to prioritise cessation at national level and urged Member States' governments to comply with Art. 14 of the FCTC.

The International Association for the Study of Lung Cancer (IASLC) is the only global organisation dedicated to the study of lung cancer. Founded in 1974, the association's membership includes more than 6,500 lung cancer specialists in over 100 countries. IASLC members work to enhance the understanding of lung cancer among scientists, members of the medical community and the public. IASLC publishes the Journal of Thoracic Oncology, a valuable resource for medical specialists and scientists who focus on the detection, prevention, diagnosis and treatment of lung cancer.

UN Global Compact bans Tobacco Industry from the initiative
The UN Global Compact (UNGC) is the world's largest corporate sustainability initiative (more than 9,600 companies from over 160 countries) based on CEO commitments to implement universal sustainability principles and to take steps to support UN goals. On 1 September its Board made a decison to enhance the integrity measures by exiting a few industries from the membership. Suggested change was further approved by the UN General Secretary on 12 September.
New exclusionary criteria will apply to companies involved in certain high-risk sectors – including the production and manufacture of tobacco products, and nuclear, chemical, or biological weapons. Participating companies whose business involves manufacturing or producing tobacco products will be delisted effective 15 October 2017.

Future of the European Health:
Petition of the civil society is supported by 70 MPs
The petition to the European Commission President Juncker calling for more action in the field of EU health has found support of 70 Members of the European Parliament and more than 200 organisations. The initiative was initially launched by a small group of European NGOs as a reaction to a white paper on the future of Europe outlining a possible scenario of less EU action on health after 2020.
Members of the European Parliament signed a statement expressing deep concern about the prospect of reducing EU engagement in the area of health care. They believe that European integration has brought considerable benefits for the health of Europeans; and this cooperation must be sustained to ensure that citizens across the EU enjoy equality of opportunity to receive quality health care and services in their country.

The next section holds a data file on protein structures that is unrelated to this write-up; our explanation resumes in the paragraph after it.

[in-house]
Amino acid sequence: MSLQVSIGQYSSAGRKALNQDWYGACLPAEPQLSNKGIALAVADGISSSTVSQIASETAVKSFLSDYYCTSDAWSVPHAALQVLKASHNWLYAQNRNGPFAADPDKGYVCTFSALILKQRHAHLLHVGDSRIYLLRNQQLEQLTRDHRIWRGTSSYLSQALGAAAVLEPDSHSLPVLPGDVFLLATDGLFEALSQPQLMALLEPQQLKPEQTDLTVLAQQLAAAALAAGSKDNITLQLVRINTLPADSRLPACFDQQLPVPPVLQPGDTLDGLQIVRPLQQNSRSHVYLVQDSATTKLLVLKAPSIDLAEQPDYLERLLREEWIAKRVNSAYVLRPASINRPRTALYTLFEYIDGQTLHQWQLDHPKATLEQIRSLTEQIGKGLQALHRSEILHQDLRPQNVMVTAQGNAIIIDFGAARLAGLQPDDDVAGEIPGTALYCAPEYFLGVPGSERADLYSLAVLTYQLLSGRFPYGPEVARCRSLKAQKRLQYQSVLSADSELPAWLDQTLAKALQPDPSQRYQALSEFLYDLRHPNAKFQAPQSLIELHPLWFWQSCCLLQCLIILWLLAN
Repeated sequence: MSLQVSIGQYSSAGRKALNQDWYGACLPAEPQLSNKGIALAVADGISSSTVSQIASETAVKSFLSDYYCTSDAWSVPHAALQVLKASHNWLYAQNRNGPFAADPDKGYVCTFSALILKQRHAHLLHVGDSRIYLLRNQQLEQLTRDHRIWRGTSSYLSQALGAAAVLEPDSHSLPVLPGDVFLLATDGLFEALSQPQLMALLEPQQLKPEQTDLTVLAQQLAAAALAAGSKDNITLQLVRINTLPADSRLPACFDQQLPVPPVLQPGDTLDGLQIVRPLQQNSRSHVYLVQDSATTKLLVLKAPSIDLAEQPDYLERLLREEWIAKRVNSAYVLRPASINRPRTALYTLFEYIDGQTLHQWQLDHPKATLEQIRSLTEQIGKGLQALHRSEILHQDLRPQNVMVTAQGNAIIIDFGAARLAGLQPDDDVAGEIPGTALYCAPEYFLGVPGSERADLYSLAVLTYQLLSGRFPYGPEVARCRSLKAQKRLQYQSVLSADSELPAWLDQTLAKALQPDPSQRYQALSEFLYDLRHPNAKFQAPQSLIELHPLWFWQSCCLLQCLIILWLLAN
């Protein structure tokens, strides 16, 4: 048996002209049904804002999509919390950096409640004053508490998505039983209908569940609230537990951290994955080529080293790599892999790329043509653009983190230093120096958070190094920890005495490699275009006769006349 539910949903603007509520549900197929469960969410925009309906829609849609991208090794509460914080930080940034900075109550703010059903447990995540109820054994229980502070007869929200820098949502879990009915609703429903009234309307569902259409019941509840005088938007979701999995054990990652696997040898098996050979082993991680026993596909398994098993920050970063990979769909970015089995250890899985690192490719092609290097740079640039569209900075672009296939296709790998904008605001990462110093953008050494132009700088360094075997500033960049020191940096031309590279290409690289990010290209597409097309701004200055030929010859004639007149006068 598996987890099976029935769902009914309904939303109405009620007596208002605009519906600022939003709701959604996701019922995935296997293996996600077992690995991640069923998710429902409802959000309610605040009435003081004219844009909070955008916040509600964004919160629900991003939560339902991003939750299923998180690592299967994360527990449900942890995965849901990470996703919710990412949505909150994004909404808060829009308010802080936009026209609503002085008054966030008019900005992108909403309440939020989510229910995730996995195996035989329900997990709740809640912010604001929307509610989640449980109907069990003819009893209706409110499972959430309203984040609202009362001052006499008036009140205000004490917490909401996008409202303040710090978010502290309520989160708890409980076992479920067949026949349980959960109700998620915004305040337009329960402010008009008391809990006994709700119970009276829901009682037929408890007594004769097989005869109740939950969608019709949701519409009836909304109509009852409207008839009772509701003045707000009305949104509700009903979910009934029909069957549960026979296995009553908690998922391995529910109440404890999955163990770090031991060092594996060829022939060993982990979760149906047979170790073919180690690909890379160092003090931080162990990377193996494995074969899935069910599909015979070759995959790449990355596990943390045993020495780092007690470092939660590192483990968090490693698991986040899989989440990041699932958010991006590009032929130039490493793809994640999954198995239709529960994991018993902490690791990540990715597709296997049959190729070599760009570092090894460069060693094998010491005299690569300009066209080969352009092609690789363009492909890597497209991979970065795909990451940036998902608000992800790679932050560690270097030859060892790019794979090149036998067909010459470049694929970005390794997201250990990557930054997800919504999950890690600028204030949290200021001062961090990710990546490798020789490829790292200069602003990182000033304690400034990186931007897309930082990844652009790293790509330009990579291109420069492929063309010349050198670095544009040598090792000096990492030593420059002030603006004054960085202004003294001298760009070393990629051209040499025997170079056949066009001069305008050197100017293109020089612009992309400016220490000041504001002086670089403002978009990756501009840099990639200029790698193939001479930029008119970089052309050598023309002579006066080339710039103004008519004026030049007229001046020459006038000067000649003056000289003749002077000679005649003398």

All European and International organisation in health and tobacco control are invited to support the call to action, to increase attention on the need for EU action on health.

Read more and sign the petition here.

Do you have an event coming up or news to celebrate?
Would you like to share your best practices or inform about local initiatives?

Share your work and promote you activities among 1.400 colleagues in Europe and around the globe via
The Network - ENSP monthly newsletter
Meet our members:
Uliana Bakh (Association PROI - Bosnia and Herzegovina)
A network is only as strong as the members holding it together. That is why the ENSP board and Secretariat would like to extend our thanks to all members and friends of the ENSP network for your contributions to a tobacco-free Europe, and introduce you to each other, your organisations and current priorities in tobacco control in a series of interviews with ENSP members from across Europe.

This month we are pleased to share a bit of information on Uliana Bakh and her work within Association PROI in Bosnia and Herzegovina, ENSP member since 2016.

What is you role and how did you get into Tobacco Control?